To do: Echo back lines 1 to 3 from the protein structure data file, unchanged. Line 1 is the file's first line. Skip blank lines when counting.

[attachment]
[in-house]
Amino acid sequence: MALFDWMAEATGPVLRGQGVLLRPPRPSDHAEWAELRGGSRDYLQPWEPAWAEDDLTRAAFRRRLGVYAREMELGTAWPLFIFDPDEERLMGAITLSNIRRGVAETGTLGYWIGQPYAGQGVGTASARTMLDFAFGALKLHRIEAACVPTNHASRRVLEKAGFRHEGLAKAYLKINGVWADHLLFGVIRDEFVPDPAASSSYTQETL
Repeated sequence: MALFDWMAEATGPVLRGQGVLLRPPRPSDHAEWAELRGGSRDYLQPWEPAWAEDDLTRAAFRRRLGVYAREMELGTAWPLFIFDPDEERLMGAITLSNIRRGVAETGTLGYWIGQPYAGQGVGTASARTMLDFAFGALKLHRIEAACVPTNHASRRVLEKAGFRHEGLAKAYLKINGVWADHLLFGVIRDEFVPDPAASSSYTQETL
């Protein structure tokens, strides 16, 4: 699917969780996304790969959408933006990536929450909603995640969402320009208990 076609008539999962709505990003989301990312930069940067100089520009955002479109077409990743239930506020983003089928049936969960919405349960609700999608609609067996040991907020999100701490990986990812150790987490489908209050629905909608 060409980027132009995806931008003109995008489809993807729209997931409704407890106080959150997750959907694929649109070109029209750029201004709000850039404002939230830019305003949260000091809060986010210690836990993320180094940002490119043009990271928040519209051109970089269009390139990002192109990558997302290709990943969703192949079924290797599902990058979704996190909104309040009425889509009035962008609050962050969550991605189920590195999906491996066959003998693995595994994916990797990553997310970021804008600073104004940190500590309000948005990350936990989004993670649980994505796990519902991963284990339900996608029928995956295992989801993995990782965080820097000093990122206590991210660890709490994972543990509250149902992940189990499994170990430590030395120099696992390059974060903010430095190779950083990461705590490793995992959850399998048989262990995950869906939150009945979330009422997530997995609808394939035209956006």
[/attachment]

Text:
[in-house]
Amino acid sequence: MALFDWMAEATGPVLRGQGVLLRPPRPSDHAEWAELRGGSRDYLQPWEPAWAEDDLTRAAFRRRLGVYAREMELGTAWPLFIFDPDEERLMGAITLSNIRRGVAETGTLGYWIGQPYAGQGVGTASARTMLDFAFGALKLHRIEAACVPTNHASRRVLEKAGFRHEGLAKAYLKINGVWADHLLFGVIRDEFVPDPAASSSYTQETL
Repeated sequence: MALFDWMAEATGPVLRGQGVLLRPPRPSDHAEWAELRGGSRDYLQPWEPAWAEDDLTRAAFRRRLGVYAREMELGTAWPLFIFDPDEERLMGAITLSNIRRGVAETGTLGYWIGQPYAGQGVGTASARTMLDFAFGALKLHRIEAACVPTNHASRRVLEKAGFRHEGLAKAYLKINGVWADHLLFGVIRDEFVPDPAASSSYTQETL